A life lived for others; attention and inclusion of those at the margins; non-violence and the love of enemies; the providing of food, healing, and friendship from God’s abundance; forgiveness rather than hatred and retaliation; in short the enacting of the Kingdom of God.

When God raises Jesus from the dead, it is not only that Jesus is among his disciples again but it is the vindication of the kingdom he enacted, the kingdom we rejected when we crucified him.

Those who in the early hours of the day come to the grave are shocked and afraid and do not know what to do or say, which is why the women in Mark’s telling initially say nothing to anyone.

But the risen Christ comes among them, forgives them, blesses them, and renews their call. We will hear about this in the next few weeks.

It is clear now that following Jesus is not just about resurrection, not just about eternal life with God in heaven, but about living in the kingdom that Jesus called us into: A life lived for others, forgiveness instead of hatred or retaliation, generosity instead of coveting, loving our enemies, and attention to and inclusion of those at the margins, all expression of God’s own love. And we are called into this living out of God’s kingdom even if it’s difficult or gets us into trouble. Think of the conversion of Cornelius that at the same time was the conversion of St. Peter as Peter’s cultural norms were turned upside down.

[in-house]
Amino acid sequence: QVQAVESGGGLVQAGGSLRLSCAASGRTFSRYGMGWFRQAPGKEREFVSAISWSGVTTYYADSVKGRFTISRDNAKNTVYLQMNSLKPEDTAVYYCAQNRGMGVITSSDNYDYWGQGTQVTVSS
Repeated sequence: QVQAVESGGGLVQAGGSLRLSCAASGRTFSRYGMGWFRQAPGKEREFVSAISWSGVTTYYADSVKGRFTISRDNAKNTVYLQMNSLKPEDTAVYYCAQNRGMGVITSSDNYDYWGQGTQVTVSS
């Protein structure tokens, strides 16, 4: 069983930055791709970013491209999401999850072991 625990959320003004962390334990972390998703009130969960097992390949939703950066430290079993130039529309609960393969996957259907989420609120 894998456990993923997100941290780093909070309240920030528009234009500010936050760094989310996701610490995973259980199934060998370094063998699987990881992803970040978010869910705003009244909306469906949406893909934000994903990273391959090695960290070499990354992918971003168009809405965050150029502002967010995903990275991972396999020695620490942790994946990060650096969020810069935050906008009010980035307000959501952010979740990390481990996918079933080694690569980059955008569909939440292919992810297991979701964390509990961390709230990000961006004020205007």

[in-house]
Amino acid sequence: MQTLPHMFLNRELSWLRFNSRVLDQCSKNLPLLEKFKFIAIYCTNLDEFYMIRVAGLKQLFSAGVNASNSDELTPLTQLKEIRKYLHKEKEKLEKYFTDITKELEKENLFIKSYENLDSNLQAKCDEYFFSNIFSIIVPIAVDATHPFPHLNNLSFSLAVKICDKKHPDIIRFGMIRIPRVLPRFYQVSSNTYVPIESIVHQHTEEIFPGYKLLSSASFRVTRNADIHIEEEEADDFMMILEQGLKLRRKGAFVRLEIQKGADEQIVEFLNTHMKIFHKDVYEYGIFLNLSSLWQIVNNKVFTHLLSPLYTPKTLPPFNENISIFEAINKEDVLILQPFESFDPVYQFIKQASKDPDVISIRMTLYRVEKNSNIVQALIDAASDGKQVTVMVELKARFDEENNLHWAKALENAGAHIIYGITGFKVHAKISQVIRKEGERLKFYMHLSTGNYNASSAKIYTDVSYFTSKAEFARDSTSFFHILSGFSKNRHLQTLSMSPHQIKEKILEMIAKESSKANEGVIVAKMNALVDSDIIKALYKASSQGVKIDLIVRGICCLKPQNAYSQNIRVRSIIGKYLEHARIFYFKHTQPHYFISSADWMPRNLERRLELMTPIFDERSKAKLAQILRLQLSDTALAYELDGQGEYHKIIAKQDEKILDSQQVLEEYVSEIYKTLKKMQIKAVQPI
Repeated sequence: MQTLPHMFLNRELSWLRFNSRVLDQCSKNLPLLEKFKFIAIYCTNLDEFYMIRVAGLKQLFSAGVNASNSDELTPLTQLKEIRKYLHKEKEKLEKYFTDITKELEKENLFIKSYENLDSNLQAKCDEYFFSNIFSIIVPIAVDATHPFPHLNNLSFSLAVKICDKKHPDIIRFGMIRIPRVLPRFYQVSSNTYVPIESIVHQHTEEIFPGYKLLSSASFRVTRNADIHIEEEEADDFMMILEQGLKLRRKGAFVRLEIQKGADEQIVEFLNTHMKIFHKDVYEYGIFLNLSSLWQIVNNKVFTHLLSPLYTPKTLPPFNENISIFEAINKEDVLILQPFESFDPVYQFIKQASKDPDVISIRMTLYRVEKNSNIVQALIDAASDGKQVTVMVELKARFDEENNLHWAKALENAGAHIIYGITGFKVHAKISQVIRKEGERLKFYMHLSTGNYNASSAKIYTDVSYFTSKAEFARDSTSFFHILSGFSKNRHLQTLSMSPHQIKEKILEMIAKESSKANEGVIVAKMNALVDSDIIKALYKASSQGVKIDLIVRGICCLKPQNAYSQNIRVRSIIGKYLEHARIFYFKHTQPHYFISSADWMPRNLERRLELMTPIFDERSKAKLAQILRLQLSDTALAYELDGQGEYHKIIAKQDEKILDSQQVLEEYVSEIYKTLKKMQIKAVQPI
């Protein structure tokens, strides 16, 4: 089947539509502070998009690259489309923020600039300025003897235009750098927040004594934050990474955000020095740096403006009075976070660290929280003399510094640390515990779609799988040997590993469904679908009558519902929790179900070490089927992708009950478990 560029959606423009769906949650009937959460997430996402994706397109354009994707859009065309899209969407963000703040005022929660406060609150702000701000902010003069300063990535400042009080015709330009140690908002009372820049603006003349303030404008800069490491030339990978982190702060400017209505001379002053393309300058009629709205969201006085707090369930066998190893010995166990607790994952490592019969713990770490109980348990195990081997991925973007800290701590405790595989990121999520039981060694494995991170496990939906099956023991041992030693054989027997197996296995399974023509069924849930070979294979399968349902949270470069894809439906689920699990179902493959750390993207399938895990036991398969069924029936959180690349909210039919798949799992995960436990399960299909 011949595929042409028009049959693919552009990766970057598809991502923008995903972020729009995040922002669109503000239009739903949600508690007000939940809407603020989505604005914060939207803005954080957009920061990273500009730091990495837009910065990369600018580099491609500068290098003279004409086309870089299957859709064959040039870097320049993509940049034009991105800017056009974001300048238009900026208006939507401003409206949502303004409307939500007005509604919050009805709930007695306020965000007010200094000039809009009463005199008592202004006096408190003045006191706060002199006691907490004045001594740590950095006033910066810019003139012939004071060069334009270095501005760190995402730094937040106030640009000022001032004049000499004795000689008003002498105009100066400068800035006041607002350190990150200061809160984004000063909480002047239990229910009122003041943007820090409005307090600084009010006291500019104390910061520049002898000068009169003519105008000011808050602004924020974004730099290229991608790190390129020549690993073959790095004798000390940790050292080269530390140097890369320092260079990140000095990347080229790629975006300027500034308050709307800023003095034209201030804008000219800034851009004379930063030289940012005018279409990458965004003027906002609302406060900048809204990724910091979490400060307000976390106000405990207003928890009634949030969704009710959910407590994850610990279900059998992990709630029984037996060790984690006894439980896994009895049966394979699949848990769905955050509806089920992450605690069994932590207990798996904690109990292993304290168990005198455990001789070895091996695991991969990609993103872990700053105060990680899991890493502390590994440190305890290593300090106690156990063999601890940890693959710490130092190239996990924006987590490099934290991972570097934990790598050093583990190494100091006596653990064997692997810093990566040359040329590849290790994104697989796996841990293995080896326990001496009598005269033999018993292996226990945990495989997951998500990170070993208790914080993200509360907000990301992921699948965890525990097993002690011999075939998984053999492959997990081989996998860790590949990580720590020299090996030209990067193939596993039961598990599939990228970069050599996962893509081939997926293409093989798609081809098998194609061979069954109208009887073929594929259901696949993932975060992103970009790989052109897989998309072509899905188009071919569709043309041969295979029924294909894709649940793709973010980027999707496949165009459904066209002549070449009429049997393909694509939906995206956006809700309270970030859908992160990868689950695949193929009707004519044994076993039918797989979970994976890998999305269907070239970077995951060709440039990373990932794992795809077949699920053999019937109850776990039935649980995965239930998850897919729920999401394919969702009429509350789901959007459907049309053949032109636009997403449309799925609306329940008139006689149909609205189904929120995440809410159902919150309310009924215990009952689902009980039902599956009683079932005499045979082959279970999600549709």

And the best part is that after the resurrection of Jesus we have nothing to be afraid of.


1He was also a formidable Johanine scholar.

2 “Man kann nicht elektrisches Licht und Radioapparat benutzen, in Krankheitsfällen moderne medizinische und klinische Mittel in Anspruch nehmen und gleichzeitig an die Geister- und Wunderwelt des Neuen Testaments glauben.”


4Hartwig Thyen, who happened to be Bultmann’s last doctoral student.

Christoph Reiners

Pastor Christoph was ordained in Vancouver in 1994 and has served congregations in Winnipeg and Abbotsford before coming to Our Saviour in the fall of 2016.